They say imitation is the sincerest form of flattery, but when it’s costing you business or your reputation, what do you do? We demystify the rules of copyright and what to do if someone’s copying your work in this two part special.
Surely this is every creative’s nightmare: You’re sitting on the sofa, having a Monday night scroll through your Instagram feed, when something catches your eye – for the wrong reason. Someone else has made something that looks like an exact rip-off of one of your designs – one you spent so long perfecting and honing. You might feel upset, or blisteringly angry, or like you just want to cry. But what, practically, should you do next?
Unfortunately, intellectual property law is a very complex subject, and one that has a lot of myths surrounding it circulating in the designer-maker community. The most important thing is to arm yourself with at least a basic understanding of it to safeguard you against instances such as this and – crucially – don’t panic or make a knee-jerk reaction, as this could come back to bite you.
Firstly, let’s examine just how unique a design needs to be in order for it to be considered ‘original’. You may have read online that if a certain percentage of an existing design is changed, or a certain number of elements, then it’s no longer a copy. This is a complete myth. “Any design that’s based on an existing one could potentially be infringing,” explains Jane Banyai from Anti Copying in Design (ACID) (www.acid.uk.com). “It’s the importance of the elements that are reproduced and whether this makes up all or a substantial part of the design, rather than the number of changes.”
Yep, we warned you it was murky. So, what exactly should you do if you think you’ve been copied? “The sensible approach is to contact an IP lawyer for an initial assessment and comparison,” continues Jane. “Options then range from doing nothing because it’s not commercially viable, to sending a ‘cease and desist’ letter.” She stresses that most cases never go the full way to court, and are usually settled after the exchanging of letters.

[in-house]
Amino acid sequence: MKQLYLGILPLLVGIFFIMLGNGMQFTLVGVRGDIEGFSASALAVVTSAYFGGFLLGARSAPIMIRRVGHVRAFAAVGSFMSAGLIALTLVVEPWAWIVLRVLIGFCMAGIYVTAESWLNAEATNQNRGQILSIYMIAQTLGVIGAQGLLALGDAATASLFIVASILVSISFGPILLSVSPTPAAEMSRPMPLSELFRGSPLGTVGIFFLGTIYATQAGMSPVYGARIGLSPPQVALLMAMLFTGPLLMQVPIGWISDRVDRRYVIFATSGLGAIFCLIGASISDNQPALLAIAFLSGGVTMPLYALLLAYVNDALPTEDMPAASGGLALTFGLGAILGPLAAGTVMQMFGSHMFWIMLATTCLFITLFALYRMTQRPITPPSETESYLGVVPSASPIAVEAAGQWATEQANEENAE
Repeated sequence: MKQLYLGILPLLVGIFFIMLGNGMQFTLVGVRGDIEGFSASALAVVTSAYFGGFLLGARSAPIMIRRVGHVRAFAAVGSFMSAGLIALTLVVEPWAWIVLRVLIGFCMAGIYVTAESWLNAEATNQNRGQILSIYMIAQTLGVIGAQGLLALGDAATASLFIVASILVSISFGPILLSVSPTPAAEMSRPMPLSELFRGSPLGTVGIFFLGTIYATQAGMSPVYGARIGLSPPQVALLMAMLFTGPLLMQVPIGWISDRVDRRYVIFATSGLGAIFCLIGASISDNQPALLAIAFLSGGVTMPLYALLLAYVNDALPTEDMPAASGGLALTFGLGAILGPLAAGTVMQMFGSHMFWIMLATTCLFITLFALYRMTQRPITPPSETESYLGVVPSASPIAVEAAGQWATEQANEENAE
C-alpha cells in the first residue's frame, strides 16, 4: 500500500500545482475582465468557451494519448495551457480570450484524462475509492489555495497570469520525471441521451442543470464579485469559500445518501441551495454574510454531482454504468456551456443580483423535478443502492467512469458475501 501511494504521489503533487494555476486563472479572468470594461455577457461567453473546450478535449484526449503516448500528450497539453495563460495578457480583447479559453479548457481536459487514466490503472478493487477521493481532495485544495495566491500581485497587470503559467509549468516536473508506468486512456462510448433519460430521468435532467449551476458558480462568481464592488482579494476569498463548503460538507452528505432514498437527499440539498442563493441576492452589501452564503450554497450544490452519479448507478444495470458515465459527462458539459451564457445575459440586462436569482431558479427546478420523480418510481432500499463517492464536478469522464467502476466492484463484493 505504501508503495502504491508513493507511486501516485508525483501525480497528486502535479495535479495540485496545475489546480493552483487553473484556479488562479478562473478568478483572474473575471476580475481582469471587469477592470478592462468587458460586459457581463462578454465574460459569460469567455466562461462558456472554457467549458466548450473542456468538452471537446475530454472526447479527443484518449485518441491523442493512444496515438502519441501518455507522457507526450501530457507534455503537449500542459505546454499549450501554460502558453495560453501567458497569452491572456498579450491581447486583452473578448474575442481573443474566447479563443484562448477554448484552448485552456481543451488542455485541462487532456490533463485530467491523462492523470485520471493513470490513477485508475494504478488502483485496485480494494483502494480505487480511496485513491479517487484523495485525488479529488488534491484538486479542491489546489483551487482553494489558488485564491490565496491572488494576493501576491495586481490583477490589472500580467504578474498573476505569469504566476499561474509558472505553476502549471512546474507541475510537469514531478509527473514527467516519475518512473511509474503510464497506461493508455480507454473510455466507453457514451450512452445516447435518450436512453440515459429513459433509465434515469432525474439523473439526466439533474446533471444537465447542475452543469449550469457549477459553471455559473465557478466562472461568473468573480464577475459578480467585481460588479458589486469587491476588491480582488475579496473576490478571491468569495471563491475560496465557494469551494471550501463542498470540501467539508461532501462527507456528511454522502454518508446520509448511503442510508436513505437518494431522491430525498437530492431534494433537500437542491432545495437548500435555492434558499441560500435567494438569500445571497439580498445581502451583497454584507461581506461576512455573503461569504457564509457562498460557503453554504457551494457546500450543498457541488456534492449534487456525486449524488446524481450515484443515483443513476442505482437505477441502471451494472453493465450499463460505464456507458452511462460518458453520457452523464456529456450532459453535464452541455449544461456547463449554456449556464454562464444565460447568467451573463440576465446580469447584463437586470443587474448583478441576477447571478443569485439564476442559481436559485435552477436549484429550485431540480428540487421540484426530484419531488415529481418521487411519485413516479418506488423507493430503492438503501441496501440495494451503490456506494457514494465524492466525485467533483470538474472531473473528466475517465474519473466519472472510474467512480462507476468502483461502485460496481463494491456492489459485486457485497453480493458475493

Who exactly you think has copied your work will have a big impact on how you approach it. Illustrator Ella Masters (www.ellamasters.co.uk) has had her work copied several times, but has managed to resolve many of these by contacting the person directly. “Often people are just naive. They find work online and don’t realise they can’t copy it,” she explains. “However, if they’re selling it, then The Association of Illustrators, which I’m a member of, has helped me send cease and desist letters.”
Taking on Goliath
But what if it’s not an individual reproducing your designs, but a well-known high street chain? “Big brands can actually be easier to deal with because they don’t want negative publicity,” advises Camilla Westergaard from Folksy (www.folksy.com). “Often they buy designs from third parties overseas and won’t realise they’ve been copied.” The approach is still the same – seek legal advice before acting.
However, getting letters drafted by lawyers can be out of many designer-makers’ budgets, and so ‘shaming’ on social media has become a popular way to deal with copying. Of course, this can have negative consequences, too. If it hasn’t been legally proven that the other person has copied you, then you risk being sued for defamation. Jane suggests publicising the ‘remarkable similarity’ between products and letting social media followers draw their own conclusions. “This can often result in a much speedier solution or even translate into positive commercial agreements,” she tells us. “ACID has a lot of experience in this approach so we would always advocate taking advice to navigate through this tricky area safely and without taking risks.”
If you’re feeling worried about copying of any kind, the best thing you can do is record all your work so you have evidence that ideas originated with you. Camilla recommends posting sketches to yourself so they are dated and not opening them. This will also help you if someone else wrongly accuses you of copying – a situation we’ll discuss in detail next issue. But overall, the most important lesson is to keep calm and not panic – these situations can often be resolved amicably.
This article originally featured in Mollie Makes 53. Read part 2 of the copyright special, Help! Someone Says I’ve Copied Them!, in Mollie Makes 54, on sale 29 May 2015. Available from all good newsagents, supermarkets and our official online store. Sold out? Download it from Zinio, Google Play or Apple Newsstand.
Illustration: Steph Baxter